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Wouldn't have thought this possible...


namreg
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Came across this on Flickr yesterday:

Horsehead nebula (untracked) | Flickr - Photo Sharing!

Nothing special to look at, but how he's taken this image is quite amazing (not to mention time consuming and camera destroying). 785 subs @ 2-3 seconds! I wouldn't have thought this possible until I saw the iso he'd used.

Out of idle interest, anyone got any idea what the equivalent exposure would be for, say, iso 1600? Do you just multiply by 8 i.e. 16-24 seconds, or is it not as simple as that?

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I don't understand. Why would it be a "camera destroyer" or time consuming? Surely it is no more harmful than a smaller number of longer subs, unless you are referring to the mechanical wear on the shutter? It was taken on a 50D, which has a shutter with an expected life of 100K operations (source: here)

As for the time, his exposure length was 39 minutes....just taken with a lot of very short subs.

I think that it is a very innovative way of doing things, and shows what modern kit is capable of.

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And countless realignments of his fixed tripod no doubt.

Well it impressed me! ;)

Hey...I am mightily impressed too. it goes to show that decent images can be had without going for fancy mounts, autoguiders etc.:)

I am guessing that the final image was cropped loads, so he mightn't have needed to re-align all that much. Just cropped different areas as the image drifted across the FOV?

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Yes, looking at it again you can get the whole belt and M42 in the FOV at 200mm, so it is severely cropped. An achievement nonetheless. Can't imagine going for an image like that without some form of tracking but it shows what can be achieved with a little imagination. :)

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Out of idle interest, anyone got any idea what the equivalent exposure would be for, say, iso 1600? Do you just multiply by 8 i.e. 16-24 seconds, or is it not as simple as that?
The photo says it was taken at ISO 12800 That's What the spec calls "H2 expansion". Hopefully someone with the camera will correct me, but that sounds to me like the camera electronics just amplifies (i.e. doesn't add any more signal) the top, ISO3200 setting by a factor of 4. If that's the case, then maybe you'd get the same results at ISO3200 if you stretched the image after taking it?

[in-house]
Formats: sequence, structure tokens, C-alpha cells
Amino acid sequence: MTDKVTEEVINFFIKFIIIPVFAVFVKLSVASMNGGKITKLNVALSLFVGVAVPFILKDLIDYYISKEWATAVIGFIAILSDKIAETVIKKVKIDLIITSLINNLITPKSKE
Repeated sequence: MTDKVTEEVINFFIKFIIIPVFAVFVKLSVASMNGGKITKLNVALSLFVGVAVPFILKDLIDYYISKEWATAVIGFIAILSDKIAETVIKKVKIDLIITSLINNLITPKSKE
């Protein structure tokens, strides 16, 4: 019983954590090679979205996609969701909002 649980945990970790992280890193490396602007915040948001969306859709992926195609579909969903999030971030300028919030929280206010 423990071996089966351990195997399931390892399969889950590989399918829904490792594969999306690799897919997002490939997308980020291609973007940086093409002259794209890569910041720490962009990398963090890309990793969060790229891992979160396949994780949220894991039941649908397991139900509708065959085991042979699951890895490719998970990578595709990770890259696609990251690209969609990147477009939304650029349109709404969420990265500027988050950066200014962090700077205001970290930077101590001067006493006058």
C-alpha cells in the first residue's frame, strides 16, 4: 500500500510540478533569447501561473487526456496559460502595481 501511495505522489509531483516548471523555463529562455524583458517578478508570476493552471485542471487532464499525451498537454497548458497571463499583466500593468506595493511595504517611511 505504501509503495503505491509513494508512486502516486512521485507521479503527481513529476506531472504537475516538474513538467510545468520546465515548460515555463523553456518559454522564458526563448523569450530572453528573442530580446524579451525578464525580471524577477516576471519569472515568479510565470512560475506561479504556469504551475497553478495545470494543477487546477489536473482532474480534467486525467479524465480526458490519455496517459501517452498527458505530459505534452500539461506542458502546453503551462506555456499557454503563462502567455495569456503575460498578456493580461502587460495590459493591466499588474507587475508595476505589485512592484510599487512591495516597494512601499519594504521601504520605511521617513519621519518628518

I expect the guy had a remote control that he just programmed in to snap so many hundred exposures (I wonder how many were discarded), rather than having to take each one by hand

Edited by pete_l
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Very impressive, yes it's at f2.8, but this just goes to show the power of stacking.

I don't understand. Why would it be a "camera destroyer" or time consuming? Surely it is no more harmful than a smaller number of longer subs, unless you are referring to the mechanical wear on the shutter? It was taken on a 50D, which has a shutter with an expected life of 100K operations

You do realise, that at this rate, that's only 127 images before the shutter reaches the end of its expected life! :)

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Very impressive, yes it's at f2.8, but this just goes to show the power of stacking.

You do realise, that at this rate, that's only 127 images before the shutter reaches the end of its expected life! ;)

Huh? :)

I said 100K shutter operation...that is 100,000

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The photo says it was taken at ISO 12800 That's What the spec calls "H2 expansion". Hopefully someone with the camera will correct me, but that sounds to me like the camera electronics just amplifies (i.e. doesn't add any more signal) the top, ISO3200 setting by a factor of 4. If that's the case, then maybe you'd get the same results at ISO3200 if you stretched the image after taking it

Both Nikon and Canon admit that the extended range of their cameras is only their as a marketing excercise. I am sure they would not admit that in print by the way!

Once you go outside the 'normal' range you just introduce unecessary noise.

Best regards

Chris

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Yes its a good result for 2 or 3 sec exposures
It's an amazing result. If, as discussed above, the 'real' iso top end as regards data collection is 3200, then this is the equivalent of about 5 second exposures at iso 1600, or 10 secs at 800 (assuming that's the way it works). Wouldn't have thought that sufficient to collect any signal at all from the horsehead. Stacking just reduces noise, it doesn't increase signal, or at least it's not supposed to. :)
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The signal in a succession of light frames is repeating and regular. The noise in the same frames is random. So the noise tends to cancel out and the signal reinforces
Yes, which means there has to be some signal there in the first place to be reinforced. The signal picked up here seems to be amazing for such incredibly short exposures.
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Yes, which means there has to be some signal there in the first place to be reinforced. The signal picked up here seems to be amazing for such incredibly short exposures.
Providing you are at an ISO with unity-gain or better (i.e. you only need one photon to trigger an ADU), then the signal will always be picked up, no matter how short each exposure, once you add lots of them together.

The noise, however, is a different issue!

NigelM

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